This was my introduction to the wonderful world of Thorougbreds. A ‘friend’ told me TBs are ‘a dime a dozen’, and there are so many clever ways to kill one. Or a dozen, if that year’s crop of foals isn’t racetrack or dressage quality.
    If any organization should be closely regulated in humane standards and restricted breeding, these guys should be at the top.

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  3. Nothing I have tried to correct has ever been easy , i expect oppositions on all Horse issues, but that will never stop me, nor has it ever stopped you , so we are ready for all of it……….. We will find freedom for all Horses, from slaughter and terror no matter how much work and effort it takes…………………………Of that i am sure…………………………….With all the people helping ….

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  4. Just wanted to make sure we dont spread ourselves to thin……… I would love to tackle that one headon , and be on the enforcement committee……… At least in Racing there are people who truly love and respect the Horse !!! We wont find Brickwall Officals like in Horse Slaughter , that also take forever while Horses are being terrorized, and slaughter…………… My coal is to Protect all our Horses from all aspects of harm……

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    1. The racing industry except for the breeding sector for obvious reasons used to be anti horse slaughter, and took a public stand against it. Little by little the breeders put enough pressure on the others so that they are all pro horse slaughter. A few bold racetracks came forward and took a no horse slaughter policy. Horse racing in America is an extremely cruel and abusive sport for horses. I have worked as a racing photographer in the UK, Europe and US so have an idea. I say idea, because I am sure there is a huge amount that I never saw.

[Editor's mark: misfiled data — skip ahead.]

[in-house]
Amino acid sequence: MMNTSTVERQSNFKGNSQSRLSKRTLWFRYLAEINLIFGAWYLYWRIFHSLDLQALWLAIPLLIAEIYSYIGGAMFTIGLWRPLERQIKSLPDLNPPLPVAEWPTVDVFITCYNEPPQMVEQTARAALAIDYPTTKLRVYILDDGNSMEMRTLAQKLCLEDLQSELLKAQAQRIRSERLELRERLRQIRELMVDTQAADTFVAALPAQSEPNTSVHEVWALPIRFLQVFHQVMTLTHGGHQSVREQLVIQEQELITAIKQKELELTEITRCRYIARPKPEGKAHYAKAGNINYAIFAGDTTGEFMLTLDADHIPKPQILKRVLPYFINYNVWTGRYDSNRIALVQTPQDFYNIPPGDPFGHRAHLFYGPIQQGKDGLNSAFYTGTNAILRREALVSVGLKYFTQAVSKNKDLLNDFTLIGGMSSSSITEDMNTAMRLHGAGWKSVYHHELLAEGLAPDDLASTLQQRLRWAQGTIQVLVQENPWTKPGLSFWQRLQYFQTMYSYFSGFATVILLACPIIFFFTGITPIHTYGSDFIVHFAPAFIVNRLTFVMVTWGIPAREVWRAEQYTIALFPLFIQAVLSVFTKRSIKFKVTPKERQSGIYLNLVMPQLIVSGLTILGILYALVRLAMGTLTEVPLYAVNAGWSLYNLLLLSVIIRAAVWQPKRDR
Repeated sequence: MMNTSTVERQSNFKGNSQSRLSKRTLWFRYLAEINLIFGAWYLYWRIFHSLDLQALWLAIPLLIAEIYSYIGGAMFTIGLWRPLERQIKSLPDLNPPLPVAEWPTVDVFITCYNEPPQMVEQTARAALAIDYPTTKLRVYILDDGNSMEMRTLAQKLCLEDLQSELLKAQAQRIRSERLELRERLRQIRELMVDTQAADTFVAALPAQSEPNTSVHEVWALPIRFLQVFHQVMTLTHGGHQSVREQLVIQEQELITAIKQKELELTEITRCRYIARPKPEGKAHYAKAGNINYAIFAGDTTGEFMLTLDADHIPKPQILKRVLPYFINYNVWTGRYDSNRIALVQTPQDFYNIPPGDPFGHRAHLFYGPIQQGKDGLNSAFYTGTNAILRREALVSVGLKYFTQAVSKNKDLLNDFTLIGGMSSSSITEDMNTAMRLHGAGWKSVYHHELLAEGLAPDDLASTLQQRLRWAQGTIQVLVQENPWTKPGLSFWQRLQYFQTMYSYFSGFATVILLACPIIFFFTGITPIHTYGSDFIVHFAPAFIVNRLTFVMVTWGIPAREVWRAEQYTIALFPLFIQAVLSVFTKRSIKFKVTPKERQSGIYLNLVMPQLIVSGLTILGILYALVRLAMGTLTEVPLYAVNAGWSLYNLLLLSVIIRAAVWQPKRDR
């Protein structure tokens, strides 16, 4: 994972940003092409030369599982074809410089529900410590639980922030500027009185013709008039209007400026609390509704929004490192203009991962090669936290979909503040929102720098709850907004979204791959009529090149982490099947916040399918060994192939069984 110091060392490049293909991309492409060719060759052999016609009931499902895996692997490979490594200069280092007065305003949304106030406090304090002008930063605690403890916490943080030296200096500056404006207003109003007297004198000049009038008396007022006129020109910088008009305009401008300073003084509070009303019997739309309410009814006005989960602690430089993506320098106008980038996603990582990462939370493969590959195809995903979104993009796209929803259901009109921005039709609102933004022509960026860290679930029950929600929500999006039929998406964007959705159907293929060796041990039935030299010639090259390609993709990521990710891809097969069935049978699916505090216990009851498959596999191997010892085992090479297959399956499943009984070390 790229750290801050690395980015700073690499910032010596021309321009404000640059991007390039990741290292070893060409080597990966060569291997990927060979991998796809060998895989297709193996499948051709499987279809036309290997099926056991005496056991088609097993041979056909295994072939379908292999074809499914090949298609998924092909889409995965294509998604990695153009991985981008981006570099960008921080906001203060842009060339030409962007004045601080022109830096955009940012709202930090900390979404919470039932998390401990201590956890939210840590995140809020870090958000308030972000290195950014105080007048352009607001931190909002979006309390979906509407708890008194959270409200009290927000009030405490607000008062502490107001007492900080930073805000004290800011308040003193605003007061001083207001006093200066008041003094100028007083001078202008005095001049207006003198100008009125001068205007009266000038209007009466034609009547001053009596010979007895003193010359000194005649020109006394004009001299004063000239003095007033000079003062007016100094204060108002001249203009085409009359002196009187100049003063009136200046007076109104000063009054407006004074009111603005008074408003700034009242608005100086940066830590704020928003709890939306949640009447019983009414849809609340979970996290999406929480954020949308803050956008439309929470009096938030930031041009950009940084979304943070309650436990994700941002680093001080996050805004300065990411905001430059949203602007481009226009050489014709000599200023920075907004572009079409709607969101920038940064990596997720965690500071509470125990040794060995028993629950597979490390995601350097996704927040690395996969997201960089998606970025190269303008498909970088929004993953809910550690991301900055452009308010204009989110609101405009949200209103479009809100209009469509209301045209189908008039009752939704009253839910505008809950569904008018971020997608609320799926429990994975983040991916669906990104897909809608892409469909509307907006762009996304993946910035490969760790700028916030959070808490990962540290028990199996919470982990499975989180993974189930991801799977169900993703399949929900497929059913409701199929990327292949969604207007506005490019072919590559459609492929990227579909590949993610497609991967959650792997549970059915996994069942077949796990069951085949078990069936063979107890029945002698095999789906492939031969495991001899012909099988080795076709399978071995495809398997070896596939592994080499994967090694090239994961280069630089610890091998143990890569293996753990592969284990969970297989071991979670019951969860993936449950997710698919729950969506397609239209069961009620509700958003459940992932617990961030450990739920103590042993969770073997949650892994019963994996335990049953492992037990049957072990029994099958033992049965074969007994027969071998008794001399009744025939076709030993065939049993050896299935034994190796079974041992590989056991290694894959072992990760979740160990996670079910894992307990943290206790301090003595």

There are of of course a percentage who come out of the sport relatively unscathed, but the ones who do not, it is absolutely unconscionable the torture they are put through. Then after a life of that, they are killed in a slaughterhouse. The racing industry is just as entrenched in their ways as all the others. The problem is there is no central figure or governing body to go to, so the horses are virtually left unprotected. The brick wall is there alright.

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  5. Hummmmm, funny that this should come up now, If you would like to know how many horses break down on the race track , i will refer you to this site , which is excellent, it is race horse memorial wall here you can find out every horses name, date, injury, death and how it occurred,what track it happened at, wow this site in the near future will be such a great tool………… But for now our entire focus should remain entirely on stopping the BLM, and ending forever Horse Slaughter………We can not for even a minute sway away from stopping both of these Horrors…… All our energys are needed here and here alone for now… Racing can wait !!!

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    1. Arlene, I appreciate your sentiments, but the horses need us on all fronts. Many of the issues are interlinked and have horse slaughter in common. There is no one else doing what we do, which is to tackle as many issues as money and staff allow.